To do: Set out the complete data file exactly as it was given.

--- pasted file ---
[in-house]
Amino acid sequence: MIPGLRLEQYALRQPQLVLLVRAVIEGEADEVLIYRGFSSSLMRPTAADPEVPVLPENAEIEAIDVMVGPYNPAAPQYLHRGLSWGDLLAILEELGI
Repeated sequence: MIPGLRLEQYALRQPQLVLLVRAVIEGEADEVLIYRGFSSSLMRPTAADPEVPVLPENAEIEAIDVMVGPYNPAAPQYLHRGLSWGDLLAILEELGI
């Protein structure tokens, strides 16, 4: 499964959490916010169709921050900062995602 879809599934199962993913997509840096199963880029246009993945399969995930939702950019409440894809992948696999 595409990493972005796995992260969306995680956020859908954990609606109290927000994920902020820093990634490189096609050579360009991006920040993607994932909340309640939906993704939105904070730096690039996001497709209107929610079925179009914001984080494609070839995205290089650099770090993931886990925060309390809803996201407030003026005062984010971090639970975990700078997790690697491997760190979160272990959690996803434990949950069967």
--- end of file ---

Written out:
[in-house]
Amino acid sequence: MIPGLRLEQYALRQPQLVLLVRAVIEGEADEVLIYRGFSSSLMRPTAADPEVPVLPENAEIEAIDVMVGPYNPAAPQYLHRGLSWGDLLAILEELGI
Repeated sequence: MIPGLRLEQYALRQPQLVLLVRAVIEGEADEVLIYRGFSSSLMRPTAADPEVPVLPENAEIEAIDVMVGPYNPAAPQYLHRGLSWGDLLAILEELGI
């Protein structure tokens, strides 16, 4: 499964959490916010169709921050900062995602 879809599934199962993913997509840096199963880029246009993945399969995930939702950019409440894809992948696999 595409990493972005796995992260969306995680956020859908954990609606109290927000994920902020820093990634490189096609050579360009991006920040993607994932909340309640939906993704939105904070730096690039996001497709209107929610079925179009914001984080494609070839995205290089650099770090993931886990925060309390809803996201407030003026005062984010971090639970975990700078997790690697491997760190979160272990959690996803434990949950069967």